No option but a lease renewal? Have you thought about your BANTA?

BATNA is a term coined by Roger Fisher and William Ury in their 1981 bestseller, Getting to Yes: Negotiating Without Giving In. It stands for “Best  ALTERNATIVE TO  a negotiated agreement.

BATNA is not interested in the objectives of a negotiation, but rather to determine the course of action if an agreement is not reached within a certain time frame. As a gauge against which an agreement is measured, it prohibits a negotiator from accepting an unfavorable agreement or one that is not in their best interests because it provides a better option outside the negotiation.

Since BATNA is the alternative to what a negotiated agreement would be otherwise, it permits far greater flexibility and allows much more room for innovation than a predetermined bottom line. When a negotiator has a strong BATNA, they also have more power because they possess an attractive alternative that they could resort to if an acceptable agreement is not achieved.


When creating a BATNA, a negotiator should:

1. Brainstorm a list of all available alternatives that might be considered should the negotiation fail to render a favorable agreement;

2. Chose the most promising alternatives and expand them into practical and attainable alternatives; and

3. Identify the best of the alternatives and keep it in reserve as a fall-back during the negotiation.

Although it would be absurd to start a negotiation with a predetermined decision not to find an agreement, a viable BATNA acts as an essential insurance policy.

A well conceived and clearly defined BATNA gives a negotiator the advantage to break off the negotiation if it becomes clear that a beneficial outcome is not possible. The negotiator would then know the consequences should the negotiation fail. The ‘willingness‘ of a negotiator to break off a negotiation.

I n commercial real estate, a tenant never wants to find themselves in a position of limited options.  In today’s tenant market, there should be many BATNA.

Tenants who realize their leases are expiring and  intend to renew can be tempted to pick up the phone and call the landlord or its agent and ask about the new rental rate. However, this could be a very costly phone call. In making the call, the tenant implies to the landlord they want to renew their lease. The negotiations or non-negotiations have then begun.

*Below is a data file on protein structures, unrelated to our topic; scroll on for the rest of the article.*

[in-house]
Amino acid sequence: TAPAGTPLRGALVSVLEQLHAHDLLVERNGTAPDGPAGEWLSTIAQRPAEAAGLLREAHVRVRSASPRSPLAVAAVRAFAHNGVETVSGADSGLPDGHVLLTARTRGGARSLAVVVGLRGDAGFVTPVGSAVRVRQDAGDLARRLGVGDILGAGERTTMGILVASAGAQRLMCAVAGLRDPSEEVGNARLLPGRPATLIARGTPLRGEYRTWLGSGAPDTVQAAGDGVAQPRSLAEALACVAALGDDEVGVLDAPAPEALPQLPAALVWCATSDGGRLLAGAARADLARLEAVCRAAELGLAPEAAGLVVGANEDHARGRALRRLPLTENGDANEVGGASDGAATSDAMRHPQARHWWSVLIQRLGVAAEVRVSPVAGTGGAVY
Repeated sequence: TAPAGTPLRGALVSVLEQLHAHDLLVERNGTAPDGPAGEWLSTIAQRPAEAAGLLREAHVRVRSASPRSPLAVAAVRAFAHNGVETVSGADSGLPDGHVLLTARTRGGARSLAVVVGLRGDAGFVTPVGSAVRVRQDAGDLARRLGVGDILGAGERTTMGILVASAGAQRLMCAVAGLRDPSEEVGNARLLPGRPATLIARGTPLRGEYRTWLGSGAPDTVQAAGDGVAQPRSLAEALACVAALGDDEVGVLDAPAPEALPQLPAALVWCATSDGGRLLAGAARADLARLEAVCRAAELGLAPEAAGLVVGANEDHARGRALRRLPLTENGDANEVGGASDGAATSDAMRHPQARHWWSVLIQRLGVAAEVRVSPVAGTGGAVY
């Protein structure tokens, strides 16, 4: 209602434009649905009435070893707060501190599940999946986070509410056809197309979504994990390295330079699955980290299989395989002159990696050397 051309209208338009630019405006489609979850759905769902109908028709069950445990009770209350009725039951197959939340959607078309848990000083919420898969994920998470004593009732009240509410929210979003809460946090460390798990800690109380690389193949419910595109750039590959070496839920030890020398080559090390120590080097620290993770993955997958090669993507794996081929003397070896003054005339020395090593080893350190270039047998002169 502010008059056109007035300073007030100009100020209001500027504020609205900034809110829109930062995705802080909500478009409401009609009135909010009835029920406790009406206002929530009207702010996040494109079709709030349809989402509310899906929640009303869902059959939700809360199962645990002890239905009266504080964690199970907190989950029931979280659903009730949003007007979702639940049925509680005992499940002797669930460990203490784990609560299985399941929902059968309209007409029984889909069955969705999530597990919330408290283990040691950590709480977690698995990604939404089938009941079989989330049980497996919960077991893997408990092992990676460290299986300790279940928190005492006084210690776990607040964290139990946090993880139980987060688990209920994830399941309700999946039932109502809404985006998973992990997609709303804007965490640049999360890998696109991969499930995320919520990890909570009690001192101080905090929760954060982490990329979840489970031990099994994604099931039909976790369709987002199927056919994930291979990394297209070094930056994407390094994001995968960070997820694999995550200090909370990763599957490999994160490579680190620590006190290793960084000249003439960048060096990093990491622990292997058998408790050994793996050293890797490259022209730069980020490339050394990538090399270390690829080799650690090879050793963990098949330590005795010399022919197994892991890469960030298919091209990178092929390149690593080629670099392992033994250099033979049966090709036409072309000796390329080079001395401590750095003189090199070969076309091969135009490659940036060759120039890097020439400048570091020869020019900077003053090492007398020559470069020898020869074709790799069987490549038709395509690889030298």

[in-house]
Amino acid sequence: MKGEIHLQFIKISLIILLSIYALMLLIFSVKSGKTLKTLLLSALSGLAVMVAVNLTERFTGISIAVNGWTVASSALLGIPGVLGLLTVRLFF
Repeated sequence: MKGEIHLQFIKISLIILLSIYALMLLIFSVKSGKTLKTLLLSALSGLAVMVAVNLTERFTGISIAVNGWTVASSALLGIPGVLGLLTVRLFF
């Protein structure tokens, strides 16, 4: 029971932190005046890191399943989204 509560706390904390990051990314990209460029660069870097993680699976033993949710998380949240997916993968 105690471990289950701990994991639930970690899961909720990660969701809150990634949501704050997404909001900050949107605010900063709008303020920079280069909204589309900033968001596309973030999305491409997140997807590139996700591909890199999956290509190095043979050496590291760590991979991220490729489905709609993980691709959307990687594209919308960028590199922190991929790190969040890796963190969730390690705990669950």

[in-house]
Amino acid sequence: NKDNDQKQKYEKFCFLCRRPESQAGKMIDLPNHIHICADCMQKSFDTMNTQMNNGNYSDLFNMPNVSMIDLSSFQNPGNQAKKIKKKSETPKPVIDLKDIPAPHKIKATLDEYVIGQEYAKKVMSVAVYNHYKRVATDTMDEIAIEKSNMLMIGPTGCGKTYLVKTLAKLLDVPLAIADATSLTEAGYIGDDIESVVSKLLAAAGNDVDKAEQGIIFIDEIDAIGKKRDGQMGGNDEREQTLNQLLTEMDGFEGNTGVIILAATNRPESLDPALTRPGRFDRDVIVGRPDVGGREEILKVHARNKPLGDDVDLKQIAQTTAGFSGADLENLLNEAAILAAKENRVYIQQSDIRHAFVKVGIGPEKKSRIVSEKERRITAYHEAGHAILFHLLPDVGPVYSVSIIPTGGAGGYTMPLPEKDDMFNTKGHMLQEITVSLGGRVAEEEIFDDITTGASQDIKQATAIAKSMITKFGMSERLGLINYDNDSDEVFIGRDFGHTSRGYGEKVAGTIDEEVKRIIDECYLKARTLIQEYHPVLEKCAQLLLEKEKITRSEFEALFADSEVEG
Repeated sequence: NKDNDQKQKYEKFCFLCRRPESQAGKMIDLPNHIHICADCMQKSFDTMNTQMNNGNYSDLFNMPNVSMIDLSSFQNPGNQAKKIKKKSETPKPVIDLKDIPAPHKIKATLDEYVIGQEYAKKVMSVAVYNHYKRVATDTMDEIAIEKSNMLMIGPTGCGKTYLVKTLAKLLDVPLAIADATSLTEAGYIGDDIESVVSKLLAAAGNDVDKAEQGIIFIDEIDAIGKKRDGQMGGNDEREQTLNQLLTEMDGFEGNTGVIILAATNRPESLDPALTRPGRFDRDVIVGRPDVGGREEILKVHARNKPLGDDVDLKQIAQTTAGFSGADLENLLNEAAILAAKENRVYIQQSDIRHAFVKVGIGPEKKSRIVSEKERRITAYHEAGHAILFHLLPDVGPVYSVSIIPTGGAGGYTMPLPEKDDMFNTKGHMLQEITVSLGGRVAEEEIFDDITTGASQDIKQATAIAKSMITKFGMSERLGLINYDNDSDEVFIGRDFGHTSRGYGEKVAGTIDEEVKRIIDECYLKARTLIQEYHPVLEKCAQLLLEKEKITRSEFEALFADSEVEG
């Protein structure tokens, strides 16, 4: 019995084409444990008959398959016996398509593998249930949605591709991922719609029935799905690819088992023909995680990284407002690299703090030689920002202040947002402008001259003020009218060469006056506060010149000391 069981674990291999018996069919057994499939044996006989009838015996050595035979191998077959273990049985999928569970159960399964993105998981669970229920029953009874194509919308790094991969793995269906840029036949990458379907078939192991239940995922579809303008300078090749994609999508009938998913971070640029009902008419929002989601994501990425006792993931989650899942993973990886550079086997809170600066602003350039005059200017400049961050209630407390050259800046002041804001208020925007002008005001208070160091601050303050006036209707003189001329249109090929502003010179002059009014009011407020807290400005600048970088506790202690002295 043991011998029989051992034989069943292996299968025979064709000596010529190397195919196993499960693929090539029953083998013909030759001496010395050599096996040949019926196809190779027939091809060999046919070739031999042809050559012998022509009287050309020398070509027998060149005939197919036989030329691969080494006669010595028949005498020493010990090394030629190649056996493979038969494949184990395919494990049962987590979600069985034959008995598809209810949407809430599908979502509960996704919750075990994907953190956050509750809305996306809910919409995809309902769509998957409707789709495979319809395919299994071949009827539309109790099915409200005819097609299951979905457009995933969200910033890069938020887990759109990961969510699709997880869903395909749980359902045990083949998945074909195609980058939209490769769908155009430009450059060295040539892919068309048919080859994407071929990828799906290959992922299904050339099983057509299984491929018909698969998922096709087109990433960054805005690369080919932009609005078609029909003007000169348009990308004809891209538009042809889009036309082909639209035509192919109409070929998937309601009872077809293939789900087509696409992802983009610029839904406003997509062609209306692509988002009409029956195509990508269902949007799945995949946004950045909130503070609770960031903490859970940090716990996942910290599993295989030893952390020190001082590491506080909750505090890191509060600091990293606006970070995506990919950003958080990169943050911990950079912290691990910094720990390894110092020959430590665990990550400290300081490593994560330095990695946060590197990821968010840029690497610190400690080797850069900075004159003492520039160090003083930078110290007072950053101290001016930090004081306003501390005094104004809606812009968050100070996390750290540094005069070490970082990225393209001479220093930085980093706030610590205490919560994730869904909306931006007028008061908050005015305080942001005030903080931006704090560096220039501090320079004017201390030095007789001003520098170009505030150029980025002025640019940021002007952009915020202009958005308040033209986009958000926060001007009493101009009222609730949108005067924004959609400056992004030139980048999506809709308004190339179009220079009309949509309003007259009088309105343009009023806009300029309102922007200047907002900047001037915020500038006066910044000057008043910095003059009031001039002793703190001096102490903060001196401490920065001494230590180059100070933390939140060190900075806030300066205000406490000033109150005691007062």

How can a tenant begin negotiations with minimal or no leverage? To get the best deal, the tenant must have multiple, credible options in the marketplace and suggest a real threat of moving or putting their BATNA in place.

The first step is to hire a  professional negotiator who  will represents  the interest of the tenant.  As important is the message sent to the landlord and their team  that, once the tenant has representation, they are no longer limited to just renewing, but now

will now search out the best deal the market has  to offer. In the landlord’s mind hopes of high rents and low concessions start to fade away.  Additionally, it cost a landlord approximately $90 per square foot when a tenant moves out. With  downtime, free rent, tenant improvements  and bonus brokerage commissions,  the landlords  has limited BATNA.

For now, I want you to learn the art of knowing when to walk away. As the lease negotiations evolve, so will leverage  of each party.  In many cases there comes a time when the numbers tell you the deal is shifting the wrong direction toward a lose/lose or lose/ win proposition for you. To turn the tables, it may be prudent to go silent–the symbolic walk-away–and to focus on other opportunities. When the opposition makes contact, it is important to have a well-formulated dialogue as to the reasons why you are no longer interested in the project. Be prepared to give a solution that may go something like this;

“I appreciate your asking about what can be done,” as the negotiator takes an audible deep breath. “Well, if you can increase the tenant improvement allowance by $10 per square foot, I may be able to get the tenant back to the table…”

In situations where both parties possess a strong BATNA, the negotiation would seem rather fruitless because there would be very little incentive to reach an agreement. In this scenario, both parties would be better off to seek elsewhere to pursue their business.

When a negotiator fails to explore its BATNA, they will find themselves in a very shaky situation. They will be exposed to:

1.  Strong internal pressure to make an agreement, as they will be unaware of what would happen should the negotiation fail;

2.  They will be over optimistic about proposed agreements which can then result in the associated costs not being fully appreciated;

3.  They will face the peril of becoming committed to reach an agreement, as they will be unaware of alternatives outside the negotiation. This will foster pessimism about their prospects if the negotiation fails; and

4.  They will become beholding to the whims of the law of agreement, which holds that when persons agree to something this is entirely dependent on the attractiveness of the available alternatives.


For more information or to answer questions on this article, lease renewal or relocation negotiations or any other questions about your landlord please contact.

Forrest Blake
Commercial Real Estate Negotiator

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